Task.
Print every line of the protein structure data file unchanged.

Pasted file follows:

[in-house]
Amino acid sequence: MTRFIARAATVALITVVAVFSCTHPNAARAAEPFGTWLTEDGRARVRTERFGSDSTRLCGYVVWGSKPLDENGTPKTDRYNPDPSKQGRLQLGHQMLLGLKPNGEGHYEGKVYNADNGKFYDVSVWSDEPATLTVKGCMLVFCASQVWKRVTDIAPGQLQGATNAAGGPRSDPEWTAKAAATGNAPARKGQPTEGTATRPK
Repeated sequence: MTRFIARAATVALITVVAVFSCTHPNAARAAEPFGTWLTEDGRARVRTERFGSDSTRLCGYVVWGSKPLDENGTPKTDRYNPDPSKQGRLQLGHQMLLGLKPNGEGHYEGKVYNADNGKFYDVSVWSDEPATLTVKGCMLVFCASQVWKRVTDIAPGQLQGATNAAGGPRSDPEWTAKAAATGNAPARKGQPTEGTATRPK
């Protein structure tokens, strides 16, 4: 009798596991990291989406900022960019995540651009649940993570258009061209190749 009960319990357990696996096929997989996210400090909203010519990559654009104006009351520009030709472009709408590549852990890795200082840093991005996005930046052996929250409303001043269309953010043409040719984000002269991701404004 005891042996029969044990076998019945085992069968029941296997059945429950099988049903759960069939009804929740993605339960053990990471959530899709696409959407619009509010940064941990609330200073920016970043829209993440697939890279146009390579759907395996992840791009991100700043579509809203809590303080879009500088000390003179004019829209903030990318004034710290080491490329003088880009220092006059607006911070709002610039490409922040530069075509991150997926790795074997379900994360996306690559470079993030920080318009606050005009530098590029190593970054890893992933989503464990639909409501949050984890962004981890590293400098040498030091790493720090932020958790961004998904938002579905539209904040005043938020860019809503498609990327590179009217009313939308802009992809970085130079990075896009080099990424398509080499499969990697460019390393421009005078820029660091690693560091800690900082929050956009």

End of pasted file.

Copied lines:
[in-house]
Amino acid sequence: MTRFIARAATVALITVVAVFSCTHPNAARAAEPFGTWLTEDGRARVRTERFGSDSTRLCGYVVWGSKPLDENGTPKTDRYNPDPSKQGRLQLGHQMLLGLKPNGEGHYEGKVYNADNGKFYDVSVWSDEPATLTVKGCMLVFCASQVWKRVTDIAPGQLQGATNAAGGPRSDPEWTAKAAATGNAPARKGQPTEGTATRPK
Repeated sequence: MTRFIARAATVALITVVAVFSCTHPNAARAAEPFGTWLTEDGRARVRTERFGSDSTRLCGYVVWGSKPLDENGTPKTDRYNPDPSKQGRLQLGHQMLLGLKPNGEGHYEGKVYNADNGKFYDVSVWSDEPATLTVKGCMLVFCASQVWKRVTDIAPGQLQGATNAAGGPRSDPEWTAKAAATGNAPARKGQPTEGTATRPK
């Protein structure tokens, strides 16, 4: 009798596991990291989406900022960019995540651009649940993570258009061209190749 009960319990357990696996096929997989996210400090909203010519990559654009104006009351520009030709472009709408590549852990890795200082840093991005996005930046052996929250409303001043269309953010043409040719984000002269991701404004 005891042996029969044990076998019945085992069968029941296997059945429950099988049903759960069939009804929740993605339960053990990471959530899709696409959407619009509010940064941990609330200073920016970043829209993440697939890279146009390579759907395996992840791009991100700043579509809203809590303080879009500088000390003179004019829209903030990318004034710290080491490329003088880009220092006059607006911070709002610039490409922040530069075509991150997926790795074997379900994360996306690559470079993030920080318009606050005009530098590029190593970054890893992933989503464990639909409501949050984890962004981890590293400098040498030091790493720090932020958790961004998904938002579905539209904040005043938020860019809503498609990327590179009217009313939308802009992809970085130079990075896009080099990424398509080499499969990697460019390393421009005078820029660091690693560091800690900082929050956009």